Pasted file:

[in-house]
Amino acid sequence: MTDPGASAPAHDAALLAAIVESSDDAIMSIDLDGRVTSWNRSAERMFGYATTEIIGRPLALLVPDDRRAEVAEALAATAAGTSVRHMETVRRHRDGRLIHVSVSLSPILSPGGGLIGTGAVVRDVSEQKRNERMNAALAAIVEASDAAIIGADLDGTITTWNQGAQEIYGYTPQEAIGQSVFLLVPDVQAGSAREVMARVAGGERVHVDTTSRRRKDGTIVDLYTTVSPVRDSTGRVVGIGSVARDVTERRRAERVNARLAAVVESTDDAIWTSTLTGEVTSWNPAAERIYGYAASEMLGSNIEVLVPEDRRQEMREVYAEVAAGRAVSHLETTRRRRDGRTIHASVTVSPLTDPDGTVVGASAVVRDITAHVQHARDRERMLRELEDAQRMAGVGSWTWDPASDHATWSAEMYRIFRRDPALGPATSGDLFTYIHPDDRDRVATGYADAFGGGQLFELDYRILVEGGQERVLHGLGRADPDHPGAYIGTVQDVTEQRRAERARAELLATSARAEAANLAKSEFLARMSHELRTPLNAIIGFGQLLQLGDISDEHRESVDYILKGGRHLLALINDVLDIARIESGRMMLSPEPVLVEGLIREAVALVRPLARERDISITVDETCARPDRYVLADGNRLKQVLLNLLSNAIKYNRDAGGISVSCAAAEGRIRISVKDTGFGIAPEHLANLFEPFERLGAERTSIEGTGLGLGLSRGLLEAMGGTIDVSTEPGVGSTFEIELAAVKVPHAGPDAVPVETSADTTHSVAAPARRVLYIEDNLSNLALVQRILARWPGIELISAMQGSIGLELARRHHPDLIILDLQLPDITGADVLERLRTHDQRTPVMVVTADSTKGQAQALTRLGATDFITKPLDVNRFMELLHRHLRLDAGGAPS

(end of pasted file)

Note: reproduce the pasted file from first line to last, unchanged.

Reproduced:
[in-house]
Amino acid sequence: MTDPGASAPAHDAALLAAIVESSDDAIMSIDLDGRVTSWNRSAERMFGYATTEIIGRPLALLVPDDRRAEVAEALAATAAGTSVRHMETVRRHRDGRLIHVSVSLSPILSPGGGLIGTGAVVRDVSEQKRNERMNAALAAIVEASDAAIIGADLDGTITTWNQGAQEIYGYTPQEAIGQSVFLLVPDVQAGSAREVMARVAGGERVHVDTTSRRRKDGTIVDLYTTVSPVRDSTGRVVGIGSVARDVTERRRAERVNARLAAVVESTDDAIWTSTLTGEVTSWNPAAERIYGYAASEMLGSNIEVLVPEDRRQEMREVYAEVAAGRAVSHLETTRRRRDGRTIHASVTVSPLTDPDGTVVGASAVVRDITAHVQHARDRERMLRELEDAQRMAGVGSWTWDPASDHATWSAEMYRIFRRDPALGPATSGDLFTYIHPDDRDRVATGYADAFGGGQLFELDYRILVEGGQERVLHGLGRADPDHPGAYIGTVQDVTEQRRAERARAELLATSARAEAANLAKSEFLARMSHELRTPLNAIIGFGQLLQLGDISDEHRESVDYILKGGRHLLALINDVLDIARIESGRMMLSPEPVLVEGLIREAVALVRPLARERDISITVDETCARPDRYVLADGNRLKQVLLNLLSNAIKYNRDAGGISVSCAAAEGRIRISVKDTGFGIAPEHLANLFEPFERLGAERTSIEGTGLGLGLSRGLLEAMGGTIDVSTEPGVGSTFEIELAAVKVPHAGPDAVPVETSADTTHSVAAPARRVLYIEDNLSNLALVQRILARWPGIELISAMQGSIGLELARRHHPDLIILDLQLPDITGADVLERLRTHDQRTPVMVVTADSTKGQAQALTRLGATDFITKPLDVNRFMELLHRHLRLDAGGAPS